Slovenia, the first former communist country to hold the rotating EU presidency, oversaw positive developments in the Balkans over the last six months. But the crisis of the Irish No vote overshadowed Slovenia's term.
Slovenia hands the rotating EU presidency to France on July 1, 2008
At the beginning of the year, Slovenia set out to prove that a small country could successfully take on the European Union presidency.
Indeed, the recent EU member showed that "things wouldn't go disastrously wrong and that they could manage it effectively," said Jacki Davis from the European Policy Center, a leading think-tank in Brussels.
"I think they've done that and that's really the best one could have asked for," she said.
Slovenia advocated for Kosovo, while still trying to keep Serbia on board
It may be a small country, but Slovenia tackled major issues during its six-month presidency, which it is set to hand over to France on July 1. Among them: Balkan diplomacy and the birth of the Kosovar state.
Drawing the Balkans closer to Europe
As a former Yugoslav state itself, it came as no huge surprise that Slovenia vehemently encouraged the EU not only to recognize Kosovo as an independent state but also to smooth the way for Serbia's future membership in the bloc.
After snap elections in Serbia, tensions relaxed a bit and the EU signed a Stabilization and Association Agreement with both Serbia and Bosnia-Herzegovina -- a major step toward EU membership for both countries.
As for Kosovo, Russian concerns prevented the EU from taking over the political supervision of the fledgling country, but the bloc continues to be integrally involved in the UN mission.
Slovenia "handled [Kosovo's independence] well, considering the initial qualms and divisions between EU member states or whether to recognize or not," said Davis.
Irish No a blow to EU leaders
Slovenia wasn't blamed for the Irish No to the Lisbon Treaty
The second major issue dominating the Slovenian presidency was the Irish No vote in June on the bloc's Lisbon Treaty. Davis said the vote, which raised existential concerns over the bloc's future, "had to do with conditions in Ireland" and couldn't be blamed on Slovenia.
Slovenian Prime Minister Janez Jansa said he regrets that he and the bloc's 26 other heads-of-state weren't able to sufficiently promote Europe to its residents.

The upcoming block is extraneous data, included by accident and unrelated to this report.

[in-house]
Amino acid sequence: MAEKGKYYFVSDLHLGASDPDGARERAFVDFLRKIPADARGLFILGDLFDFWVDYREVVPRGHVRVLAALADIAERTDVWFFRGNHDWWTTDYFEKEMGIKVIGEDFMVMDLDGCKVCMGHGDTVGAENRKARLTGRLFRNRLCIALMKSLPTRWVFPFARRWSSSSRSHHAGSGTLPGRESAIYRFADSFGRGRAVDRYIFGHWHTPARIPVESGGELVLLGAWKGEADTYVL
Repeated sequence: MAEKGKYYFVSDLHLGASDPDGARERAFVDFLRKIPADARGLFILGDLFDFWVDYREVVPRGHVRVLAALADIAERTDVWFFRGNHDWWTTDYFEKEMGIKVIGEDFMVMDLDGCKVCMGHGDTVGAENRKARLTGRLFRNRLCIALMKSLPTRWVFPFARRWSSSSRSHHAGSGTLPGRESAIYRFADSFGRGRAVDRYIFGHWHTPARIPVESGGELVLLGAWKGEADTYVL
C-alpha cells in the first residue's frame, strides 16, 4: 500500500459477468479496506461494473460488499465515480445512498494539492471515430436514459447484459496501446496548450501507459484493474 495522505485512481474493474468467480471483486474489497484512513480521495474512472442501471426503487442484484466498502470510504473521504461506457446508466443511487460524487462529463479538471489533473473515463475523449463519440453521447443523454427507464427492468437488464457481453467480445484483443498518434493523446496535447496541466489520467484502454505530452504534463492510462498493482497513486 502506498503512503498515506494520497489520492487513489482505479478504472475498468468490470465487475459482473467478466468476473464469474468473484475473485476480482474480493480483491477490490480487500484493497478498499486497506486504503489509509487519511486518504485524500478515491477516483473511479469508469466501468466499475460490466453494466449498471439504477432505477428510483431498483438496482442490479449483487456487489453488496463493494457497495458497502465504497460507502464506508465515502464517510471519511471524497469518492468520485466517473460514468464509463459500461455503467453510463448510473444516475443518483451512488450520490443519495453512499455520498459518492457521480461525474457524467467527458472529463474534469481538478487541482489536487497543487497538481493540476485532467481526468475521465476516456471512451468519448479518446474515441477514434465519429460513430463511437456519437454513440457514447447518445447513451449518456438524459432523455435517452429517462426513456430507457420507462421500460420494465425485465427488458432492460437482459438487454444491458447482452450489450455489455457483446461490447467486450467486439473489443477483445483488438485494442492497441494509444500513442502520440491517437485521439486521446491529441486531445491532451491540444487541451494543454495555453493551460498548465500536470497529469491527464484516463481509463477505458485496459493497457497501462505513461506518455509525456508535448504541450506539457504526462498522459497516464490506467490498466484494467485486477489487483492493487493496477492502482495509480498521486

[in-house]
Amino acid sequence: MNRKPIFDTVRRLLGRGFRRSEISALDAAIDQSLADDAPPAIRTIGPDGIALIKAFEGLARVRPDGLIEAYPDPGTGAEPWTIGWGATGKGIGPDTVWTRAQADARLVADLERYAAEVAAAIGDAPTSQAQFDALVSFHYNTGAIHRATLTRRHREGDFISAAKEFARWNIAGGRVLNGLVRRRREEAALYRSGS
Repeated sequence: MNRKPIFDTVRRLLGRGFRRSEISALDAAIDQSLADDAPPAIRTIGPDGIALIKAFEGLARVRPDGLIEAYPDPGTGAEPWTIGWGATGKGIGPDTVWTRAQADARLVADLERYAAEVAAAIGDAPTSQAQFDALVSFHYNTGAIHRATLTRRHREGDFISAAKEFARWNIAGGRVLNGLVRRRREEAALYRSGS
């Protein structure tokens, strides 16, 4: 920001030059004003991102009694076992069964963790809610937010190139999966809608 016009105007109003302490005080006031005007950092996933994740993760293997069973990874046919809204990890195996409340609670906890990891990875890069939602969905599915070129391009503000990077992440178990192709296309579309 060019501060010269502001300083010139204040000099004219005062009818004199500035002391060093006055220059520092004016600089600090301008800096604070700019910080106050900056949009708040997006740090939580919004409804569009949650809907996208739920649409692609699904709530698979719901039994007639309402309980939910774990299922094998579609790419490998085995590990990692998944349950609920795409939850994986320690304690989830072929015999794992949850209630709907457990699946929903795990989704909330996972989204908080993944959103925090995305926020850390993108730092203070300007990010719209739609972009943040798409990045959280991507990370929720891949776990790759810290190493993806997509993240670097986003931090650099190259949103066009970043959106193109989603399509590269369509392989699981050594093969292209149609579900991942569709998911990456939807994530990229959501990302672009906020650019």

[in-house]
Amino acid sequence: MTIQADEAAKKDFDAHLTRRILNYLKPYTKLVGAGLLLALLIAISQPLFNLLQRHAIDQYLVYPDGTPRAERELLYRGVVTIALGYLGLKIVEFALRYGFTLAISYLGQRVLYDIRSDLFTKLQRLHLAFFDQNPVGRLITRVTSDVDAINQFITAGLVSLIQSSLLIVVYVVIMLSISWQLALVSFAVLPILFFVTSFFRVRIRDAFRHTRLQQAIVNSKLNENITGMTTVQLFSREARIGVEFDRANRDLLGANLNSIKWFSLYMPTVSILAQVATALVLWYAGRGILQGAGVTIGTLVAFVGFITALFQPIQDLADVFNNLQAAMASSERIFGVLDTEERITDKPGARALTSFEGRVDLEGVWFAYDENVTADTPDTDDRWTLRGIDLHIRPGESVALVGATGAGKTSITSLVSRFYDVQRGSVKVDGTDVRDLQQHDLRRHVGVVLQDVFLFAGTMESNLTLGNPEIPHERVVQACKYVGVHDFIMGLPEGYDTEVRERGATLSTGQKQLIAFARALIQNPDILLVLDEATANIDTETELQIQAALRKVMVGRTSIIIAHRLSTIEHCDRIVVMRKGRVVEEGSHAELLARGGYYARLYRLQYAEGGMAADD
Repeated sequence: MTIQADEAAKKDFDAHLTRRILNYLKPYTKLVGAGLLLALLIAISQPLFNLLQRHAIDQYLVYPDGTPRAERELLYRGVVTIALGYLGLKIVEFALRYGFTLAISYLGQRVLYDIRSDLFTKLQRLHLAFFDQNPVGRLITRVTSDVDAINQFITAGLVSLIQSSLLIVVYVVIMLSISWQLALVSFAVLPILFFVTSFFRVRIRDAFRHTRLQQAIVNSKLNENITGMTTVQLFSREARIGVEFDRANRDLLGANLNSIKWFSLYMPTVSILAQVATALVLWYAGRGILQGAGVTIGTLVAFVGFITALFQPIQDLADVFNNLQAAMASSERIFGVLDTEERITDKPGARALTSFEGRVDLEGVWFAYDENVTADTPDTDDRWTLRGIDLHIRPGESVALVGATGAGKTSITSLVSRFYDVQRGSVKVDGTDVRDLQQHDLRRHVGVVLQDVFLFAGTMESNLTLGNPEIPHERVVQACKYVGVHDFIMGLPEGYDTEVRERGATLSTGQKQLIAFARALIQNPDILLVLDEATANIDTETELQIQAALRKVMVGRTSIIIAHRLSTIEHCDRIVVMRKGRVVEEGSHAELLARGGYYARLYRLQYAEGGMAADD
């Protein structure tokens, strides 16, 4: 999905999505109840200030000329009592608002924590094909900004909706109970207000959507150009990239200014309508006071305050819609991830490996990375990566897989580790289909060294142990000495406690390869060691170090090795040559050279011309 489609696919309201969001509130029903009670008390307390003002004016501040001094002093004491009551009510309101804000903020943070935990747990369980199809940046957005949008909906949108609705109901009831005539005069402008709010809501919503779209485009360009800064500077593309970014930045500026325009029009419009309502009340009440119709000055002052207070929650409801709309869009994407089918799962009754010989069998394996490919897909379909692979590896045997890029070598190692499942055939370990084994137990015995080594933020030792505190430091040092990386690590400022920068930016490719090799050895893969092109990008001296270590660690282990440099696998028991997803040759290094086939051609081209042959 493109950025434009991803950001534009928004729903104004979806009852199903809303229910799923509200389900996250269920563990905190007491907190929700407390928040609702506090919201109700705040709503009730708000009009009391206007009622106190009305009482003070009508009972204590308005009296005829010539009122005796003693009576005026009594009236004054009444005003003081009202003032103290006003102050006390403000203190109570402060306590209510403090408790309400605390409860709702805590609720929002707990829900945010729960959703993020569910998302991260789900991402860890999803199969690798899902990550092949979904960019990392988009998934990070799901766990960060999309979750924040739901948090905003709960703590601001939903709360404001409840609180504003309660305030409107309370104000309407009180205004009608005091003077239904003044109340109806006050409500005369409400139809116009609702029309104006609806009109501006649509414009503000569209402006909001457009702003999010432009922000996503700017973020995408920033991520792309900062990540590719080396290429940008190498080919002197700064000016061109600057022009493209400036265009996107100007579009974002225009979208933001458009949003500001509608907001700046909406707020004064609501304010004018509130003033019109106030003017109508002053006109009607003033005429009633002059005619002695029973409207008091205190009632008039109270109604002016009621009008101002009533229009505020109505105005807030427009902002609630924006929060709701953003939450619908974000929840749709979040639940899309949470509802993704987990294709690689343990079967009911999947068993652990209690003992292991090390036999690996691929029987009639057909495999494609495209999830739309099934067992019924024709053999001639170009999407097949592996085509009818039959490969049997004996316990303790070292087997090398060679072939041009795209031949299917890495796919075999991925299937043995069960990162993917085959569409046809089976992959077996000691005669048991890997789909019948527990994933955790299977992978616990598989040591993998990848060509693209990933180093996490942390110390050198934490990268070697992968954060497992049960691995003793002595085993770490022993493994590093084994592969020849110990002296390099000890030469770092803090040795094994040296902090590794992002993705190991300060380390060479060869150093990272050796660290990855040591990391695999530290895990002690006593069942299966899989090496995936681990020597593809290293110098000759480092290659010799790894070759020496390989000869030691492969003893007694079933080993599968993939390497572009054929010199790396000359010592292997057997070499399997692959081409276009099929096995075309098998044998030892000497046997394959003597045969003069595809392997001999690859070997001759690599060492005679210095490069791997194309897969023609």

"We need to change the negative attitude toward European institutions," he said. "We need a European identity."
MEP questions EU connection to the people
Jansa and his relatively small team managed to push through new laws on unified work times for EU institutions -- after 14 years of discussion on the matter. They also put in motion the first part of a common asylum law, founded a joint EU-Mediterranean university, and opened dialogue with Latin America on climate change, food production and energy security.
Jansa said a stronger European identity is needed
EU parliamentarian Jo Leinen, a member of Germany's Social Democratic Party, said that Slovenia and the rest of the EU states haven't recognized the people's true concerns.
"Food prices, energy prices, credit crisis, and high managers' salaries -- the people are worried about lots of things, but we either get around to them too late or just make half-hearted decisions," he said. "Europe has to be useful to the people, it has to protect the people, and then they will also support and follow us."
A Euro team at the next Euro?
European Commission President Jose Manuel Barroso, on the other hand, praised the Slovenian presidency for its effectiveness -- a quality some observers in Brussels don't expect from its French successors.
"If all the member states applied the same principles [as Slovenia], the European Union would overcome many of its difficulties," said Barroso.
In his final speech as head of 27-member bloc, which coincided with the end of the European Soccer Championship, Jansa quipped that the EU should send its own soccer team to the next Euro.
Then at least the EU would get a little attention.